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Recently, the computational astronomy team of Zhejiang Lab (ZJ Lab) discovered a new pulsar using FAST observation data on May 18, 2023.
Pulsar, an extremely dense object, is formed when stars with 8-25 solar masses reach the end of their lives and undergo a powerful supernova, and has a neutron star at its center that results from the collapse of a star with about one solar mass, with a density of approximately a quadrillion times water density. Pulsars emit radiation from their highly magnetic polar cap, and the signals are seen when the polar cap rotates earthwards. By observing these signals from pulsars, we can detect the distribution and density of the interstellar medium, as well as the distribution and intensity of magnetic fields in the Milky Way. In addition, scientists are also exploring ways to use pulsars for timing and gravitational waves detection.
However, searching for pulsars in the universe isn't easy. Patrolling the vast sky day and night, FAST picks up electromagnetic signals from the universe at a data rate of about 1.6GB per second and up to 144TB per day. The pulsar's signal is hidden inside.
Traditionally, researchers need to process these data through de-dispersion and matched filter to obtain graphical results from pulsar candidate data, and then identify the real pulsar signals with the naked eye.
"The traditional search algorithm breaks up a search task into multiple subtasks, requiring large-scale storage throughput and computation, and generating a huge number of candidates. This results in a relatively low efficiency," said CHEN Huaxi, a senior engineering expert at the Research Center for Intelligent Computing Platforms. For example, it takes 476 days for a GPU to process about 34TB of single-satellite orbit survey data with traditional algorithms, generating about 1 million candidates.
"Leveraging ZJ Lab's intelligent computing astronomical platform (FAST@ZJLAB), we have performed training and tuning by combining AI algorithms such as target recognition and image classification with astronomical radio signal processing knowledge, and created the astronomical knowledge-driven AI algorithm. This improves the computational efficiency by 17 times and the candidate screening efficiency by about 2,500 times," CHEN Huaxi said.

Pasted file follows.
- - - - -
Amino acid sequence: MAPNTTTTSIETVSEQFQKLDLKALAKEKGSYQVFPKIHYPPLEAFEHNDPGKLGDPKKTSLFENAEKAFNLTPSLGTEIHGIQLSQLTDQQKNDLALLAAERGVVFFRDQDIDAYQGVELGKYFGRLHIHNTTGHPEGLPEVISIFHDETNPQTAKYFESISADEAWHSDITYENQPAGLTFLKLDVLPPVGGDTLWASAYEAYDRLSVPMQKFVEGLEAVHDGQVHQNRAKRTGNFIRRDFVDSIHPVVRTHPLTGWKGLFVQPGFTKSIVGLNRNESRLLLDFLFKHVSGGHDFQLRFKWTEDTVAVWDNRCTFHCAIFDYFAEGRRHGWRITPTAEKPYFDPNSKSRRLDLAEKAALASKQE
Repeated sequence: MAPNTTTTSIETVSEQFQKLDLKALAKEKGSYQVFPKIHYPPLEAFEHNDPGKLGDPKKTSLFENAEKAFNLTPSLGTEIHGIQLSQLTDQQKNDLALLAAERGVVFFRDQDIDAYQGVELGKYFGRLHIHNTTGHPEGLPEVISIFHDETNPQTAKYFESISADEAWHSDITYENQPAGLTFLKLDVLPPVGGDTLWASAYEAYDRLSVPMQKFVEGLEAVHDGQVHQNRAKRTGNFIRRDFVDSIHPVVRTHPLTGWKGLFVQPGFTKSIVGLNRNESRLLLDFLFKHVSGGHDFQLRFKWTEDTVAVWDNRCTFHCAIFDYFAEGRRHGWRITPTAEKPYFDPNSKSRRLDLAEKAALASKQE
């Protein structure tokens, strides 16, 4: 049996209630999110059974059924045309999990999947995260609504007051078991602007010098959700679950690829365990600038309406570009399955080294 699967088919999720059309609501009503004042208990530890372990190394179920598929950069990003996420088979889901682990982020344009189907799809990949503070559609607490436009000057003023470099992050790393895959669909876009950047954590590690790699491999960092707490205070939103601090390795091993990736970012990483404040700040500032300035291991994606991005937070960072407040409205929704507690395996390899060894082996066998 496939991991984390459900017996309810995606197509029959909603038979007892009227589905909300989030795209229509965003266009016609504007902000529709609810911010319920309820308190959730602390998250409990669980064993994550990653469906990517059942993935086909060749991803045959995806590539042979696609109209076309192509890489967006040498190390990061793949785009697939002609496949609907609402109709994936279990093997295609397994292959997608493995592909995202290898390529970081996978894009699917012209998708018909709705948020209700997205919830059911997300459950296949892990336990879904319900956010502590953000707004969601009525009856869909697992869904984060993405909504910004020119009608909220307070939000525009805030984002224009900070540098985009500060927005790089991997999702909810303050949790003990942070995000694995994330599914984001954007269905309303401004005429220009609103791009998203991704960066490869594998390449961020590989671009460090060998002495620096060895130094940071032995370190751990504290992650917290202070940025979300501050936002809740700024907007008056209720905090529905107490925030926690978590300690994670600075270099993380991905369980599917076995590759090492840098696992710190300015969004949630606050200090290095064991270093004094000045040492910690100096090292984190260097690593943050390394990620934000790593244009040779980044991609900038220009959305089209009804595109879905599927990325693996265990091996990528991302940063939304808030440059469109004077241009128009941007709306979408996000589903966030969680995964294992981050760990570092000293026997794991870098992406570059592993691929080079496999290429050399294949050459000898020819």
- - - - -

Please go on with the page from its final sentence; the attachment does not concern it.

Using this algorithm, members of the computational astronomy team, including JIN Chenwu, MIAO Chenchen and others, processed about 172TB of data from five observations in the Commensal Radio Astronomy FAST Survey (CRAFTS), taking 170 hours to find more than 4,000 candidates. In addition, they found the new pulsar PSR J0104+6027 among these candidates.
Signals from Pulsar PSR J0104+6027
"Searching for pulsars is just like "digging ores". In the past, we used to dig ores with hoes, which was shallow and slow. By contrast, AI and intelligent computing facilitate the search process, and it's like replacing hoes with large mechanized tools, so that we can dig ores well and quickly, and discover hidden underground treasures faster and more accurately," MIAO Chenchen said. As more pulsars have been discovered and their physical properties have been further studied, we can perform a more complete statistical analysis of spatial distribution and evolution to gradually reveal their mysteries.
At present, FAST@ZJLAB has integrated 17 intelligent algorithms, built scientific databases such as BlinkVerse (blinkverse.alkaidos.cn) and ChemiVerse in the fields of fast radio burst (FRB) and astrochemistry, and established a stable transmission channel with FAST. The platform has put about 5.6PB of data in place. In the future, with the further improvement of the platform and the further aggregation of data, more astronomical discoveries will be spawned and more blockbuster achievements will be produced.References:"Blinking" Stars: Exploring Pulsars